• you must understand the shopper and their touchpoints, connect the bricks and clicks, influence their path to purchase, keep going

Feel Nothing, Do Nothing: Unlocking the emotional secret of online spendingJoost Vastenavondt, MasterCard Europe, Belgium, Koen De Vos, MasterCard Europe, Belgium, Orlando Wood, BrainJuicer, UK, Tom Ewing, BrainJuicer Group, UK

  • we like to believe that we are logical, analytical and deliberateP1090960
  • emotions simplify and guide our decisions
  • you can build a behavioural activation towards a brand in the aisle, as simple as a path of stickers on the floor or by simply leaving a branded sticker of your credit card at the cash register of a store
  • recruited 1000 responders and monitored all the URLs they visited, passively – where, how long, sometimes asking responders to share satisfaction with specific sites
  • it’s not a purchase journey, it’s a purchase zone where people bounce from site to site in no order at all  [i call it a purchase spaghetti]
  • how can you nudge behaviour within a zone?
  • happiness of a first purchase is a good predictor of a second purchase; make people feel happy on their first visit and they’ll come back
  • happy customers stay on a site longer – when 40% of people are happy on your site, they spend 10 minutes on it
  • people who only browse, only 30% of them feel happy when they leave. of those who buy, 67% of them feel happy when they leave. [soooo shopping addicts love shopping?]
  • credit card purchasing feels happier than debit card purchasing [i.e., people who have no money but buy something feel better than people who are actually spending money]

A 4-Dimensional View of the Digitally Engaged Consumer: Creating a single-source methodology to harness insights of today’s ‘new’ consumerHeather Dougherty, Experian Hitwise, USA, Maria Domoslawska, Research Now, USA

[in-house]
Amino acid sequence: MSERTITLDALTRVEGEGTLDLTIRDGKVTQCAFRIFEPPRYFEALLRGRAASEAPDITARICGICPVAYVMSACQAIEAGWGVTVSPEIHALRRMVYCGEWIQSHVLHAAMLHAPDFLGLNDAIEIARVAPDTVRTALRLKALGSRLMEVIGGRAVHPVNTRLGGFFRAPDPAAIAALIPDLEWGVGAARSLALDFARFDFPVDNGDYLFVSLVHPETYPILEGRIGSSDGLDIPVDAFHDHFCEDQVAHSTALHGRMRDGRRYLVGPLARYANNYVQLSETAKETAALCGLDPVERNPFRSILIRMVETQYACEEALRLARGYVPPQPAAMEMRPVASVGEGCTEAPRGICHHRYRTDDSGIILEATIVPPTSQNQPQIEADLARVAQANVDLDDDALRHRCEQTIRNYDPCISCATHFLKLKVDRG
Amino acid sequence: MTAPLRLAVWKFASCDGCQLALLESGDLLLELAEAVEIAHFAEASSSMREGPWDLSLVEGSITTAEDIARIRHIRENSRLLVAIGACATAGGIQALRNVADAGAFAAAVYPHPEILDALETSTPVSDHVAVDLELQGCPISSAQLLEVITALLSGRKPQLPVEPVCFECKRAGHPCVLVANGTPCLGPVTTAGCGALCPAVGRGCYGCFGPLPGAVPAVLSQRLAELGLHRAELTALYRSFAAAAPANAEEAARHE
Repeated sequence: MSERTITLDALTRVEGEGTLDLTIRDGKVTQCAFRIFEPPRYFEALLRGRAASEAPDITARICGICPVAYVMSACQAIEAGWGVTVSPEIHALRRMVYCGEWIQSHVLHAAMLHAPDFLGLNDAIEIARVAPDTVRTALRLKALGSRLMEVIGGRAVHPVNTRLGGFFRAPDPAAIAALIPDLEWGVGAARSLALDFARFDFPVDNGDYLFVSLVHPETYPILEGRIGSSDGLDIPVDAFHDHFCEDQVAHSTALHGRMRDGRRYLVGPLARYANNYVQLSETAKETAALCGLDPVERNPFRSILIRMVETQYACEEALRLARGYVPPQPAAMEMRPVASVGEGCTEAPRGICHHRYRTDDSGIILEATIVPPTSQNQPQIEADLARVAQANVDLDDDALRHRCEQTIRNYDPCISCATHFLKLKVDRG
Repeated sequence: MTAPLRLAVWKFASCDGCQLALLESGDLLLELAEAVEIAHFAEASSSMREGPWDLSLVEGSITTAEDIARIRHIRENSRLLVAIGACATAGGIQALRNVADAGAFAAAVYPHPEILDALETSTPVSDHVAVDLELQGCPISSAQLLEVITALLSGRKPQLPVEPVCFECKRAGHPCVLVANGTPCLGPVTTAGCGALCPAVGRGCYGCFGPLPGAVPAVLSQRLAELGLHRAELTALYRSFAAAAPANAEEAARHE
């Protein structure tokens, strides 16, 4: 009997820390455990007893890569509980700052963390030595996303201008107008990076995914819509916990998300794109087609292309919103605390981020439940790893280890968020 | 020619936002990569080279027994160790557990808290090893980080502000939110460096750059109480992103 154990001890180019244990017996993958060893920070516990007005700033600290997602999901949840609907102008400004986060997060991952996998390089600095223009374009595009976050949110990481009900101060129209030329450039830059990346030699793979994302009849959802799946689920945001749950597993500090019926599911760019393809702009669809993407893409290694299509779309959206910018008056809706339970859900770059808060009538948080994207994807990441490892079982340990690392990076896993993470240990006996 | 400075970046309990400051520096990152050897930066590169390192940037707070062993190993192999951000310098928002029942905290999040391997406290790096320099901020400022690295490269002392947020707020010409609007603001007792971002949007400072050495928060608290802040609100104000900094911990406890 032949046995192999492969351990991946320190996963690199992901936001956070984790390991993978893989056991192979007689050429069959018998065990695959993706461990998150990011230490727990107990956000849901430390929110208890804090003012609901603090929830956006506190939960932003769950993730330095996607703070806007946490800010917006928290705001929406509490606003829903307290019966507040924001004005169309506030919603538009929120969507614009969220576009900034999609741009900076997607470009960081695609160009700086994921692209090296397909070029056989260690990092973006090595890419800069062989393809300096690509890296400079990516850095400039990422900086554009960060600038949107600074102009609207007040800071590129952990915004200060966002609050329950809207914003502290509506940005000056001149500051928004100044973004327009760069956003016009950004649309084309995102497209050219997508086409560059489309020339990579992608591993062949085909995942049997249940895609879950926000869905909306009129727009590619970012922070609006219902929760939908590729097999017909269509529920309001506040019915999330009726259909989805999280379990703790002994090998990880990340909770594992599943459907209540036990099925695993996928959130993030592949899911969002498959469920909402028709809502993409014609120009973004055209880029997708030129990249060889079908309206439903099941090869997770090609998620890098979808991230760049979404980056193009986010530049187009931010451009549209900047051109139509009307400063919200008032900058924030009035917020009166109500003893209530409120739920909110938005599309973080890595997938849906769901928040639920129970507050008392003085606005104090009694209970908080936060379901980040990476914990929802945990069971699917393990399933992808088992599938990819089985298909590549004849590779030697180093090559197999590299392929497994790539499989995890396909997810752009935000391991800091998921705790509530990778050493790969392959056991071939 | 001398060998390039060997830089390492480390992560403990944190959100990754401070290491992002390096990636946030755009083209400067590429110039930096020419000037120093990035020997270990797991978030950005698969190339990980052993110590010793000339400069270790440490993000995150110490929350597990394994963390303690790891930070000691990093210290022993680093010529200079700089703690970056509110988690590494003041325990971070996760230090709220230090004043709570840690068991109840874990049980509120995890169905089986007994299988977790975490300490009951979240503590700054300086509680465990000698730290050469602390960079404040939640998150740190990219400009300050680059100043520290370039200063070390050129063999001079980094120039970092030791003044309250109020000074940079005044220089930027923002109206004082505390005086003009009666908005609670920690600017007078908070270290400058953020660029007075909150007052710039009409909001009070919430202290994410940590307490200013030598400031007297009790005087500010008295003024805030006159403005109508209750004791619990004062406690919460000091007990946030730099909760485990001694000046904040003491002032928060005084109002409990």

• [GOOOOOOO Maria!!!  🙂 ]
  • single source methodology incorporating PC behavioural tracking, Mobile behavioural tracking, survey fielding, and Mobile-GPS app usageP1090967
  • holiday shopping study, traditionally the time of the year where retailers go from in the red to in the black
  • in the US, black friday was co-opted by online retailers and now cyber monday has taken those over; peak in the UK is boxng day
  • only 4% of people said they planned to shop using their mobile phone
  • amazon is massively first followed by walmart, best buy, and target;  but different retailers had peaks on different days – black friday/cyber monday/thanksgiving
  • [do you eat dinner and shop on your phone at the same time?]
  • 83% of searches for a retailer were navigational only, 68% mentioning a product used brand names, e.g., ipad vs tablet
  • people SAY they use HotUKDeals at number 10 site but it turned out to be number 2 site, as a result of social networking, perhaps they didn’t intend to go there, they were disrupted in the path to purchase
  • affluents are less interested in early sales
  • early shoppers are flourishing familes and older shoppers
  • Black friday shoppers and suburban and families
  • Weekend shoppers are boomers and middle class melting pot
  • highly affluent like high value, prestige, motivated by premium offers, likes trying new products – use these marketing strategies
  • there is no such thing as average customer – you need segmentation with behavioural and attitudinal data

P1090981

SoLoMo in the Colombian Shopper Experience by Pablo Sanchez Kohnt #ACEI_CO #InvestigAction2013 #MRX

… Live blogging from Bogoto, Colombia, any errors are my own, anything written in [ ] are my own thoughts …

ACEI Bogoto Colombia

  • [Dear Canadians and Americans, it’s spelled colOmbia not colUmbia  🙂  ]
  • About 20 people in the room have bought a smartphone in the last 6 months but none of them for the first time
  • 8 in 10 Colombians use the internet
  • 5 to 7 hours online on a daily basis, which is above the global average, most common is Facebook
  • Mobile users use about 5 social media services while fixed users used about 3 social media services, though facebook is the same for both types
  • WhatsApp is more common on the mobile device but then it is designed for mobile